Protected Receptive Anal Sex?
Sep 29, 2017
I had a protected receptive anal sex with a money boy in thailand for the first time
I was topping him
After about 3-4 minutes, I carefully removed my penis and with an intact latex condom and I checked for any leakage and there was none. The only issue is that I noticed there were some lubricant on my penile shaft closer to the pubic area. I inspected for any open wound on my shaft and I couldn't find any.
The money boy claimed that he checks his HIV status every 3 months and he confidently told me that his status is negative
I'm not sure what's my risk of acquiring HIV?
Shall I be worried?
Response from Mr. Jacobs
Based on the events you are describing, there is literally no risk of acquiring HIV from this encounter.
I was a little confused by the description given you wrote "Receptive Anal Sex" in your Title, but your question only mentions insertive anal sex (or "topping"). In either scenario, a condom was used and remained intact during the entire encounter. There was no breakage, no exchange of semen.
So why was there lubricant on your shaft? Because maybe there was some on your hands? Maybe there was some in the condom already (if it was a lubricated condom)? Maybe if you used lube while topping him then some got on your shaft when you took it off? Who knows, lube has a funny way of finding itself around body parts where you never expected it. The point is, you used a condom successfully to top a guy who was already HIV negative. There were no opportunities here for HIV transmission.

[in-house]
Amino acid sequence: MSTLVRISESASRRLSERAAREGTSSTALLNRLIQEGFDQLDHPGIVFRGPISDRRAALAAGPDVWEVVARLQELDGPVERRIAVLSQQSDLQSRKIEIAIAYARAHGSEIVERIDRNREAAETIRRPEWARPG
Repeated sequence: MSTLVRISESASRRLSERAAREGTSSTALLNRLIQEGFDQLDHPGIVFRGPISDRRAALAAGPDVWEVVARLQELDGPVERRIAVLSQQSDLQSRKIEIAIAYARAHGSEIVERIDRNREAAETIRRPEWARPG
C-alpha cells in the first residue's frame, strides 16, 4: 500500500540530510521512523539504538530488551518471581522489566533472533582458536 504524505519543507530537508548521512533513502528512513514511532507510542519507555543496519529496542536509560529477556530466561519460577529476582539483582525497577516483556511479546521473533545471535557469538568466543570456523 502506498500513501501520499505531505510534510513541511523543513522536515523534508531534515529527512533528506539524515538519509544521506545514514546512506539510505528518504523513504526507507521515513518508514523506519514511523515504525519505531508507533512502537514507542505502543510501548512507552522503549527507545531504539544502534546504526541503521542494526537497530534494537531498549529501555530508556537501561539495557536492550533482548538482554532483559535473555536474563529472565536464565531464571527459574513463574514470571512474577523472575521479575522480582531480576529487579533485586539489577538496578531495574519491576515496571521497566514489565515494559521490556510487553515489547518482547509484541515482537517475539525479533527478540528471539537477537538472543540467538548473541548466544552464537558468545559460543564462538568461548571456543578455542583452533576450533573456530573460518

I know many folks who write in are especially concerned about acquiring HIV from sex workers. But please keep in mind, sex workers are often being tested MUCH more frequently than non-sex workers. So if you're using a condom with a 'money boy' who tells you he's negative and getting tested every 3 months, you are at much less risk of acquiring HIV from him than a 'free boy' who isn't getting tested regularly.
If you are finding yourself sexually active but concerned about acquiring HIV, then you may wish to consider using pre-exposure prophylaxis "PrEP" as well for protection. You can learn more about PrEP here: http://www.thebody.com/index/treat/tenofovir_prevention.html .
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